Tetramayhem was developed by Less Than Royal Games. I performed concept, design, animation, and graphics, gameplay, and physics programming duties on the project.

Tetramayhem was designed for Xbox 360 using the XNA framework and Farseer Physics library, with an eventual release planned for the Xbox Live Indie Games marketplace. Development has currently ceased, but a full PC beta is available to play. Alternatively, you can check out some extended gameplay footage to the right or on Youtube.

Additionally, I recently wrote a post-mortem on Tetramayhem's design, including what I learned from the project and what I feel we could have done better. You can find the write-up on my blog.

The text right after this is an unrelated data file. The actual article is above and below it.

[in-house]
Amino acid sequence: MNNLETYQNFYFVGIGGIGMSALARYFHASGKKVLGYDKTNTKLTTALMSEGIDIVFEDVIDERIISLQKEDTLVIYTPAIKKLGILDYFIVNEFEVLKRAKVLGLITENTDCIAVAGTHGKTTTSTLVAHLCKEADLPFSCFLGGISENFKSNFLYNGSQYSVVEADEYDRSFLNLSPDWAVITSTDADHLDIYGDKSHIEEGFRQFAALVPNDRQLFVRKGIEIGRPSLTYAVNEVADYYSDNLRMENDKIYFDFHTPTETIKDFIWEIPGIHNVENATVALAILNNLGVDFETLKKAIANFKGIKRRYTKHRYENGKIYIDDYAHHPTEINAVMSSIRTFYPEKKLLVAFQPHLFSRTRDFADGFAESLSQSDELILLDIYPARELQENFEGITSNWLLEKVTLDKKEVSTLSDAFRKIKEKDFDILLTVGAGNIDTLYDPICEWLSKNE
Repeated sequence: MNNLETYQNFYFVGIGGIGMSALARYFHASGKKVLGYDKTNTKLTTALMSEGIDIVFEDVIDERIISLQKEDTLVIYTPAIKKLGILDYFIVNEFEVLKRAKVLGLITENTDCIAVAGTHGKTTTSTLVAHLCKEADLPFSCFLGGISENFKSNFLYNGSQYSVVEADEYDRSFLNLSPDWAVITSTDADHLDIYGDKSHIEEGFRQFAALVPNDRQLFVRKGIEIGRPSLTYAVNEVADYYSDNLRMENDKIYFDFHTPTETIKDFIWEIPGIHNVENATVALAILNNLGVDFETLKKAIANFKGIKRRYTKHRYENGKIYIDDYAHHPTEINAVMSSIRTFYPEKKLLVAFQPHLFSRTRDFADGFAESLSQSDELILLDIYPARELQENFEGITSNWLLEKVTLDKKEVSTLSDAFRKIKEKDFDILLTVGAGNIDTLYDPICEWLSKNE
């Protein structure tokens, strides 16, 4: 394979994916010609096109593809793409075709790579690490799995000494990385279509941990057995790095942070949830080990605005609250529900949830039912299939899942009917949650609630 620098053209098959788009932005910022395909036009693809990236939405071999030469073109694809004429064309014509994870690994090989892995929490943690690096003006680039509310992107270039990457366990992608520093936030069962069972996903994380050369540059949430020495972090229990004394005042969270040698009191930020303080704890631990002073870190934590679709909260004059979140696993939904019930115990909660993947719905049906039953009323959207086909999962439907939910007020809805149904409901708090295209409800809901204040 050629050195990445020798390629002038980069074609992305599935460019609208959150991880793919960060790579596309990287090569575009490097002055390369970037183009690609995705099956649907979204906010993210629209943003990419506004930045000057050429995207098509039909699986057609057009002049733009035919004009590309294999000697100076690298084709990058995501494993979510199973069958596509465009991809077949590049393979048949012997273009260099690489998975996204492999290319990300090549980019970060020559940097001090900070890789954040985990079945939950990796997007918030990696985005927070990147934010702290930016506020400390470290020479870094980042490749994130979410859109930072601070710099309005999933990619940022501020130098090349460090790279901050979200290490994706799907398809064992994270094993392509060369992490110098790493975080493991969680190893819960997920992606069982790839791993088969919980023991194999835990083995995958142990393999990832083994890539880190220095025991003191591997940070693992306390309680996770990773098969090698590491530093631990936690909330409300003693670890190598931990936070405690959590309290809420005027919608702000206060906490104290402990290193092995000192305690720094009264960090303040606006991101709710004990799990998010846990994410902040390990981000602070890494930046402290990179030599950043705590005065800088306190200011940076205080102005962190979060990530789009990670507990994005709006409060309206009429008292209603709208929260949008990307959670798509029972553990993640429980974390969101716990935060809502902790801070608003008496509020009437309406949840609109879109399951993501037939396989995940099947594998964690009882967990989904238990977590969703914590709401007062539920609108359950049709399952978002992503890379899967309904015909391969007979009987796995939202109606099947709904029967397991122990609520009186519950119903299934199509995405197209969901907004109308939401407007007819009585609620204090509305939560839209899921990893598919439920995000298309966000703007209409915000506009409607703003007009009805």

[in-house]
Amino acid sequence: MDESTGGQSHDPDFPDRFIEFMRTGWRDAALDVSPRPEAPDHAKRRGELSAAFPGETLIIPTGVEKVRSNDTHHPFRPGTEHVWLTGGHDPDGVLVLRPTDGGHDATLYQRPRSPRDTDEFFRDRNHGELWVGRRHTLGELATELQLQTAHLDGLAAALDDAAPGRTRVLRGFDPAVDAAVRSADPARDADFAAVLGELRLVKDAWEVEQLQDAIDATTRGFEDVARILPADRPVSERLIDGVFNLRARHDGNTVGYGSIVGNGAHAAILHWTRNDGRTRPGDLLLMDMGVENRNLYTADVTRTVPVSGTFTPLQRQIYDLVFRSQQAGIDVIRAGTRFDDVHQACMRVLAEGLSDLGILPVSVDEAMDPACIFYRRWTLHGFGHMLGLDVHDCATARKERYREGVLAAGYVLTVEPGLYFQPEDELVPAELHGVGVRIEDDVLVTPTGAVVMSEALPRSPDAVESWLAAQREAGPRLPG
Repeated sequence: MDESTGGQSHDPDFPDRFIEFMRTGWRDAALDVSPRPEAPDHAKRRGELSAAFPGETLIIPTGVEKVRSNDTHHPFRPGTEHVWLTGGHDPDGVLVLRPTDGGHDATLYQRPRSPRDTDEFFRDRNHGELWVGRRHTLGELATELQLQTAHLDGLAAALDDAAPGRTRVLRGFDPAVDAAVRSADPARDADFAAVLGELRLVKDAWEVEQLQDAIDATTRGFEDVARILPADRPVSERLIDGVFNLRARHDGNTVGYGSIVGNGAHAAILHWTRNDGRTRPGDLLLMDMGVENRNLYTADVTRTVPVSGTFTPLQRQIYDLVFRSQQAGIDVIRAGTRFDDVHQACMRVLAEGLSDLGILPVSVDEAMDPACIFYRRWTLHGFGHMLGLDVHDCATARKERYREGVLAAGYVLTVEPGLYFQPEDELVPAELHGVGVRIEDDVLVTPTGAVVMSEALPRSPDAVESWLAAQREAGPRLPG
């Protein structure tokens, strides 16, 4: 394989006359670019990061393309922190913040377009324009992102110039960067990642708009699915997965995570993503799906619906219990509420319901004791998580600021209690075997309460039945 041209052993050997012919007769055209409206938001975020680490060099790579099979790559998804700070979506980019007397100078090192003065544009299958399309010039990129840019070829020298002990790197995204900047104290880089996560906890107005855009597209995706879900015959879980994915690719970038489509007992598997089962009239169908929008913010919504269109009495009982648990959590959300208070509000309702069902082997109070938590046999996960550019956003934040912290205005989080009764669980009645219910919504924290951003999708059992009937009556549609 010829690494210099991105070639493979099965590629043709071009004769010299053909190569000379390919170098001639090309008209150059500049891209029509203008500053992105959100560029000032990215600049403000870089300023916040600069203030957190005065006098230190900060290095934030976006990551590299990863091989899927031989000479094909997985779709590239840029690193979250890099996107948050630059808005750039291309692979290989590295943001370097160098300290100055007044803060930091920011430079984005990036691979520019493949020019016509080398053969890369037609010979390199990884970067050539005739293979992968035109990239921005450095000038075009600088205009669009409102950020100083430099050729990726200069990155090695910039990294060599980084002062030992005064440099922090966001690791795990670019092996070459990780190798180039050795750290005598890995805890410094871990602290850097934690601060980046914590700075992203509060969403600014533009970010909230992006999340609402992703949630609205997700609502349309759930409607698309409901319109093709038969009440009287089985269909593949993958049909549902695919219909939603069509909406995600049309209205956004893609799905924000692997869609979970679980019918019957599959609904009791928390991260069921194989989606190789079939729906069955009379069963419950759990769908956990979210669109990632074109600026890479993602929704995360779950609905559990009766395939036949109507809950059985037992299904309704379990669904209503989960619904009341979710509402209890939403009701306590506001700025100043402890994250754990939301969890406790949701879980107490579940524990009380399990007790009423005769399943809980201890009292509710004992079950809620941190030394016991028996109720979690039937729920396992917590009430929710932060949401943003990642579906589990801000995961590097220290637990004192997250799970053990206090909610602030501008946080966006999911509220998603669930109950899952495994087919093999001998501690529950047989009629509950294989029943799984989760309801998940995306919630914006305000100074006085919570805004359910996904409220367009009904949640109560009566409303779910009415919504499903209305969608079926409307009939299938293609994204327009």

Download the current version for Windows PCs. One to four USB controllers (wired Xbox 360 controllers preferred) are required to play.

March 2010 — Game Maker


A reflective puzzle-platformer for Windows PCs

When a camping trip takes a turn for the dangerously philosophical, George must navigate a treacherous cave system armed only with his wits and an ancient mystic staff.

Mirrorrim is a single-player puzzle-platformer that grants the player the ability to mirror their surroundings, replacing half of the level with a reflection of the other half. Use this power creatively to bend space and defeat seemingly invincible foes.

Mirrorrim was developed by Rob Giusti and myself as Less Than Royal Games. I performed design and gameplay programming duties, as well as producing all of the art and animation for the game.